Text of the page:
Do Hair Growth Supplements Actually Work

Image: Getty

Supplementation: a Trichologist’s View

For a Trichologist’s take on supplements, I contacted Sophia Emmanuel of Crown Worthy for a Q and A. Her insights can help you determine what types of supplements may be right for different types of hair loss.

Question: Are DHT blockers helpful? DHT blockers are supplements that inhibit dihydrotestosterone, a potent androgen hormone that binds to androgen receptors in the hair follicles and is a cause of female pattern hair loss (FPHL”>.

Answer: Since female pattern hair loss is a progressive type of hair loss, we cannot stop it. We can, however, use saw palmetto, green tea extract or sunflower seed oil, for example, to inhibit DHT, the hormone responsible for miniaturization (thick strands turning into fine, thin strands of hair”> to slow it down.

Q: Can supplements be useful when the hair loss is due to an autoimmune issue like Lupus?

A: When it comes to hair loss related to an autoimmune issue, herbs and supplements are not going to help you if you do not know what type of hair loss you have and why it is happening. First you need to be diagnosed by a doctor on the type of hair loss you have. You need to know what is triggering it. There are some diseases such as Lupus or the medications taken for Lupus that can cause hair loss. This is why seeing a doctor is crucial if you think you have any type of hair loss because hair loss in some cases can give clues to medical problems you are having. This can be found out by running blood tests with a primary doctor or a dermatologist. If the hair loss is related to a skin disease like Alopecia Areata, you can take L-Tyrosine an amino acid that reverses the autoimmune response in the skin, that causes inflammation. Reducing inflammation can help reduce hair loss, and symptoms of inflammation like sensitive scalp or sore scalp.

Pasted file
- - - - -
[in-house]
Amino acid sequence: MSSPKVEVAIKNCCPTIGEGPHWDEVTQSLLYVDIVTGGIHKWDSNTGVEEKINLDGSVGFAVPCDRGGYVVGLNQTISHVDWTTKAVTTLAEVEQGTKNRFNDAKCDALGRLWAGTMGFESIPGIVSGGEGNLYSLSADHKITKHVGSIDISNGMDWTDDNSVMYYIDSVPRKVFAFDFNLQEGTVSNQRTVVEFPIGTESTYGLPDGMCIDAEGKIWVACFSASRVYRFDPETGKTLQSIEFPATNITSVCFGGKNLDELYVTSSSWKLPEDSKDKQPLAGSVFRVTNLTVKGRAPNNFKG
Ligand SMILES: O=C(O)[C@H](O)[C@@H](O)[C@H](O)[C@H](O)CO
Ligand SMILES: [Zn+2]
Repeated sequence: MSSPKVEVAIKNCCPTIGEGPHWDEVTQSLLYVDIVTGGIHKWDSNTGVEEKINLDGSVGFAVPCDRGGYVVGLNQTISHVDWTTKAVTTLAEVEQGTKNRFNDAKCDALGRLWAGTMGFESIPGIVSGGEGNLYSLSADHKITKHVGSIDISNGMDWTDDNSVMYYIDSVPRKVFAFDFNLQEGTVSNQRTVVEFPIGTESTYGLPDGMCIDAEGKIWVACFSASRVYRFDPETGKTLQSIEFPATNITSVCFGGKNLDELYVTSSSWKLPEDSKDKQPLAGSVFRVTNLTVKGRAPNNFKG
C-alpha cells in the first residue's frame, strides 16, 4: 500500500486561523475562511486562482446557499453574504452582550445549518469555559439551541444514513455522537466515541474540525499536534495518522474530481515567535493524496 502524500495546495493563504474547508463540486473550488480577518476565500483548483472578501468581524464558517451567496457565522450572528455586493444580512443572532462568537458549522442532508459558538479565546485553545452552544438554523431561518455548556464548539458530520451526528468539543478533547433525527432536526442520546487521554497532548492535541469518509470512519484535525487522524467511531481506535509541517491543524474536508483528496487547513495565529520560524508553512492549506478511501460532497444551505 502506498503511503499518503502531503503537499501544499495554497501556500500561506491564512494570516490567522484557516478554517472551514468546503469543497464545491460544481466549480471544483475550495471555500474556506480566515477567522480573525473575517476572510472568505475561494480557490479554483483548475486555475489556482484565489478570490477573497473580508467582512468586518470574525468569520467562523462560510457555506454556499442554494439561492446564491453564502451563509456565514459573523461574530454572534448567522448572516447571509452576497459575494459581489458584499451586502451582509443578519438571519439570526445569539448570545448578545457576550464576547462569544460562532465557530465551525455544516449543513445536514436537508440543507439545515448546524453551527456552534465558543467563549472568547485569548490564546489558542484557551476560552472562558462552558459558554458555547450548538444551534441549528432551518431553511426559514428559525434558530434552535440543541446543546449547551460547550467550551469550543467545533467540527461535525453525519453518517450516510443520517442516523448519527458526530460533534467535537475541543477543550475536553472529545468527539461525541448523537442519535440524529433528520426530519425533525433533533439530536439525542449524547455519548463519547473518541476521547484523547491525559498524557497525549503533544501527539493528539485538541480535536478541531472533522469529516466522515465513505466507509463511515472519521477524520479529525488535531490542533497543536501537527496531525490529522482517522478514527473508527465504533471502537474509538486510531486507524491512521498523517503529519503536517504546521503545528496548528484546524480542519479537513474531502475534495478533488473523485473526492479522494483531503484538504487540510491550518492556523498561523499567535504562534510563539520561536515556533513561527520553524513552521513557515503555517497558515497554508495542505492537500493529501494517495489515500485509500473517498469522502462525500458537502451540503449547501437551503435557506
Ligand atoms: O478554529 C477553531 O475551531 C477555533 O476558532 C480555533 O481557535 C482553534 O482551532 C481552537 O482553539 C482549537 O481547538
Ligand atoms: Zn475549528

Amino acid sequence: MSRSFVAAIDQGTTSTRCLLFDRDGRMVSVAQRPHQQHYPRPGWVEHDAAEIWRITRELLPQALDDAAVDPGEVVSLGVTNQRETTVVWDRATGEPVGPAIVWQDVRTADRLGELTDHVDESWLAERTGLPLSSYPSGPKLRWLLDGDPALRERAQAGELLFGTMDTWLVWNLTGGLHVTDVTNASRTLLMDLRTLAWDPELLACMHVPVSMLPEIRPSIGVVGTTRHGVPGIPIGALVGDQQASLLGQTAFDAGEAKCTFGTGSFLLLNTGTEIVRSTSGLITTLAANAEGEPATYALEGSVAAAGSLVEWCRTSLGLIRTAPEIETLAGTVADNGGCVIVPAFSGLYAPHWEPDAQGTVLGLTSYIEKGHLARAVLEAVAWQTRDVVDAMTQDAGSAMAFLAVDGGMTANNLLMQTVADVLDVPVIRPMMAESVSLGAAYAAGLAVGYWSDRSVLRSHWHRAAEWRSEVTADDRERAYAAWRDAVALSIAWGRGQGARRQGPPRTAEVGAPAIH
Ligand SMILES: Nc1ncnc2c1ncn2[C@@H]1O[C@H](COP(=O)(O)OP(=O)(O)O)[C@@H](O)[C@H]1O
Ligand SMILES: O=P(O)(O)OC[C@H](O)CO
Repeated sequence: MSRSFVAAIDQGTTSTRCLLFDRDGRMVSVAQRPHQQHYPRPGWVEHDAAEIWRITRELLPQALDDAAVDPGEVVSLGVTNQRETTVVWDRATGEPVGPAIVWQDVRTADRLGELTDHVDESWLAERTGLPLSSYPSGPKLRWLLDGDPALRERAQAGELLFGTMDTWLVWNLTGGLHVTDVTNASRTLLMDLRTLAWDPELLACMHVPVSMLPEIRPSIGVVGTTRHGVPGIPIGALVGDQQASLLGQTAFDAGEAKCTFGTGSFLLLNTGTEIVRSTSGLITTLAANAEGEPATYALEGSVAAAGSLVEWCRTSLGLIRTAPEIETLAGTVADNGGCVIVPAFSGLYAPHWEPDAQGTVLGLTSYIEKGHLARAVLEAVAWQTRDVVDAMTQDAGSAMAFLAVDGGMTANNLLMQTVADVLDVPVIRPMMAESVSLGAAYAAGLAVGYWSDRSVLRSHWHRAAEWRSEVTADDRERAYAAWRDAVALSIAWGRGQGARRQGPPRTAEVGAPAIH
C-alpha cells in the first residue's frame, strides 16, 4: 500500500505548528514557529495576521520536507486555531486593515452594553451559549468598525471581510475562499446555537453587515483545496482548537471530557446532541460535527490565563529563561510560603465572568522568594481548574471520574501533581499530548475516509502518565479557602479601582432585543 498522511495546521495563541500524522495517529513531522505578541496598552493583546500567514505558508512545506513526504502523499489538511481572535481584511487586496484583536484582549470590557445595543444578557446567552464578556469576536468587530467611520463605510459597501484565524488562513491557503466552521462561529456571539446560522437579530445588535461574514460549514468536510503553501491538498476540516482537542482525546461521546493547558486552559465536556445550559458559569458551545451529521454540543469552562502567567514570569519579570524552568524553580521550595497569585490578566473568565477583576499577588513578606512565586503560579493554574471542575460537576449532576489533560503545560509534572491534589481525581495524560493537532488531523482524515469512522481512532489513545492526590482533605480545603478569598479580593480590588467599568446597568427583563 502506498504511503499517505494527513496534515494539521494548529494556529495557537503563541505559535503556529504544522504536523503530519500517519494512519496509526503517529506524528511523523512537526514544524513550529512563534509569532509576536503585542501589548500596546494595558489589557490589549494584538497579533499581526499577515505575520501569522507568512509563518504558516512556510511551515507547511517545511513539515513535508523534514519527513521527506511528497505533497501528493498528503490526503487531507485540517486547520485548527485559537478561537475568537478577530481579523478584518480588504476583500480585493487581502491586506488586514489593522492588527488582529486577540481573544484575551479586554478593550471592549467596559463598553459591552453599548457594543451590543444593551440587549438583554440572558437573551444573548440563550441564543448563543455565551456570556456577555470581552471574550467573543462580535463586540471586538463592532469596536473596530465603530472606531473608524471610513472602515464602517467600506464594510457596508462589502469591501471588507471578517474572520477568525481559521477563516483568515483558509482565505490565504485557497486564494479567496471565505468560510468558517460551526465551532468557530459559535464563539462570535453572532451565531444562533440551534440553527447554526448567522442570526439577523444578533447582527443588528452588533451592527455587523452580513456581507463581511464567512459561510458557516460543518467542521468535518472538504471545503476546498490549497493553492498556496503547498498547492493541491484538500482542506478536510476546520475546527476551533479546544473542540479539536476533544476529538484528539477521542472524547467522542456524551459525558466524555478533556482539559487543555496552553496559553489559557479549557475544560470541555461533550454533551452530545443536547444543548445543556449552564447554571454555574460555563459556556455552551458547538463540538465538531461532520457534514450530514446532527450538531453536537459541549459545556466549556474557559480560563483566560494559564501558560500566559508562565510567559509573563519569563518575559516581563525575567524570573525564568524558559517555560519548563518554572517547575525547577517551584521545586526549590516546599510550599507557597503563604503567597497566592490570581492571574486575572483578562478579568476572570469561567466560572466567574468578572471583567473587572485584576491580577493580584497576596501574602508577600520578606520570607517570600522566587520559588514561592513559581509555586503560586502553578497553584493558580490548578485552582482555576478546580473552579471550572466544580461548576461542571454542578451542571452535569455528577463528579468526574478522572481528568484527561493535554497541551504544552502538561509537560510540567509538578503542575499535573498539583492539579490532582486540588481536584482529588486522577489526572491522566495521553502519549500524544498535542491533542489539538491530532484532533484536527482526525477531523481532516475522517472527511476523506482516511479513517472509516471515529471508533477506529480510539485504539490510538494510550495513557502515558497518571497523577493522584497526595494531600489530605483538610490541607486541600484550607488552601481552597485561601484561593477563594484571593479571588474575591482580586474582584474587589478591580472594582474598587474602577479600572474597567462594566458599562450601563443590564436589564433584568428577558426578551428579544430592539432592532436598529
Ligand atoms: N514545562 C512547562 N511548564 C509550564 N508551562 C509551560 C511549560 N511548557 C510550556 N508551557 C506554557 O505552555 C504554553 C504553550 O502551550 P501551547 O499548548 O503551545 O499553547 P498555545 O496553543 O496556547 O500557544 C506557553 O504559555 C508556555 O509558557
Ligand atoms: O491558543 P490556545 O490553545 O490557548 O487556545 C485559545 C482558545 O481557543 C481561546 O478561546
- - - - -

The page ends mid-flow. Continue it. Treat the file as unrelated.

Question: What are your recommendations for Telogen Effluvium?

A: Telogen Effluvium can correct itself depending on the cause. You can take supplements for overall hair and body health. Sometimes test results come back normal, but Telogen Effluvium may still occur. In this case taking a hair supplement won’t hurt. If you see excessive hair loss, always go to your doctor and have blood tests run, just to be sure. 

Question: What kinds of tests do you recommend for your clients who are experiencing hair loss?

The tests I recommend depend on what I find out during the consultation with the client and what I suspect is triggering the condition.  Because hair is a non-essential tissue it can be affected by slight changes in the body. Although test results can be normal for body health, for hair health the results are different. Some of the tests we look at are vitamin D, vitamin B, zinc, iron, ferritin levels, sex and thyroid levels such as T3, T4, TSH, DHEA, Testosterone, prolactin, and follicle stimulating hormone.  

Have you ever used hair loss supplements? Let us know if the comments. For more of Sophia’s recommendations click here

Stacey Biro

Stacey Biro is a food and lifestyle blogger living in Southern California with her husband, Alex, and cat and dog. She loves sharing her favorite healthy plant-based recipes and tips on her blog, and encouraging all her curly-haired friends to embrace their beautiful natural textures.

No comments yet.